Shares in computer hardware manufacturer Nvidia fell 5% yesterday after the company announced that the market for its chips used for cryptocurrency mining had largely disappeared. Although its quarterly results exceeded expectations, predicted sales fell below targets set by Wall Street.
In the first quarter of 2018, chip sales to crypto-miners totalled $289 million, nearing 10% of total company revenue. Although Nvidia predicted that sales in this area would slow, at $18 million actual revenue from the sector was far lower than the expected $100 million.
“No cryptomining going forward”
Nvidia CEO Jensen Huang told analysts that the company had, “benefited in the last several quarters from an unusual lift from crypto.” However, for the second half of the year they are now considering the crypto demand to be “immaterial.” “We’re projecting no cryptomining going forward,” Huang said.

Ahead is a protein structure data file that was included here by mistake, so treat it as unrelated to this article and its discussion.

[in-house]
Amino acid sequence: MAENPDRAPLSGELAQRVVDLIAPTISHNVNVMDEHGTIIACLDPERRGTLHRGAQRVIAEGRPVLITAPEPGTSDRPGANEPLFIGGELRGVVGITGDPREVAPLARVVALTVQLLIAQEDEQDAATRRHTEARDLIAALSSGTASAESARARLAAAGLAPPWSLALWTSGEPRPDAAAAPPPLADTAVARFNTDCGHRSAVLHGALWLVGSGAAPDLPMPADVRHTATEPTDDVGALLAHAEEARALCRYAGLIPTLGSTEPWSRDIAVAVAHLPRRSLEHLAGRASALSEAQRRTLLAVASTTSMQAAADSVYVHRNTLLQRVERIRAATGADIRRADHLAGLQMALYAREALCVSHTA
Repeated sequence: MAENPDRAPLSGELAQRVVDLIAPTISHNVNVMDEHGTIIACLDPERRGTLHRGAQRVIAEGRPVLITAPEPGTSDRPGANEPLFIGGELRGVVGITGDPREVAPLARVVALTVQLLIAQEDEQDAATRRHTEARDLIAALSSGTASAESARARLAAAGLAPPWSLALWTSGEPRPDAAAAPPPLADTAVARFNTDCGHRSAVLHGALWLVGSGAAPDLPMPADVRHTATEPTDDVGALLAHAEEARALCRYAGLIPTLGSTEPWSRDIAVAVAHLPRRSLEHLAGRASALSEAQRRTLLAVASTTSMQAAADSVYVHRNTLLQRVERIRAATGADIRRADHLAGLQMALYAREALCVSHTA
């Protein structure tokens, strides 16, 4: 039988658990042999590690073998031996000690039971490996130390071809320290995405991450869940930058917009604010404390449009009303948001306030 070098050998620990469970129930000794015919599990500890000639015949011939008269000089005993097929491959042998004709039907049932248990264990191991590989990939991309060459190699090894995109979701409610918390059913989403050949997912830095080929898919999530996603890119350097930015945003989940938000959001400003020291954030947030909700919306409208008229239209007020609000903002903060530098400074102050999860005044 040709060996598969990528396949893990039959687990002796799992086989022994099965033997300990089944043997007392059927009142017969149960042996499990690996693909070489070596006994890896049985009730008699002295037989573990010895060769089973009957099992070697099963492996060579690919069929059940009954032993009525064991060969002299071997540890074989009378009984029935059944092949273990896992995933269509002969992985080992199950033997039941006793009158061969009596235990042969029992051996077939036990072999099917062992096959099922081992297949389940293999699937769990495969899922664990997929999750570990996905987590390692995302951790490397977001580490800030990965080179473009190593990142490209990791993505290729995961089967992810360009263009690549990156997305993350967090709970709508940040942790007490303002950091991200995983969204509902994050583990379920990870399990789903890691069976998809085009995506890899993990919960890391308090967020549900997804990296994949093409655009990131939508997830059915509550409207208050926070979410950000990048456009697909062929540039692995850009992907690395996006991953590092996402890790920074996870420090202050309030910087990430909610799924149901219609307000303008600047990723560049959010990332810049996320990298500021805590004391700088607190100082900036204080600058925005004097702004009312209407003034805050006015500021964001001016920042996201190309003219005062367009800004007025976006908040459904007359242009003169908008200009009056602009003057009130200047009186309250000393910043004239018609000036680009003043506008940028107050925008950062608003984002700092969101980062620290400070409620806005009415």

Despite the slow down in its crypto business, Nvidia reported that its main business operations were “terrific” and the company was still showing strong year-on-year growth. The recent crypto-mining revenue is best seen as an unexpected bonus, and one which cannot be relied on going forward.
Pivoting towards Artificial Intelligence
In the period ending July 29th the company made record sales of $3.12 billion. Huang has been pivoting his company towards the burgeoning field of artificial intelligence, and now many data centres are using modified versions of Nvidia graphics chips to run voice and image recognition software.
For now though, most company revenue comes from its traditional market of PC gamers. Persuading them to upgrade to the latest chip for the most immersive experience has been key to the business model thus far. Expectations that a new design will be released later in the year are believed to have slowed purchases.
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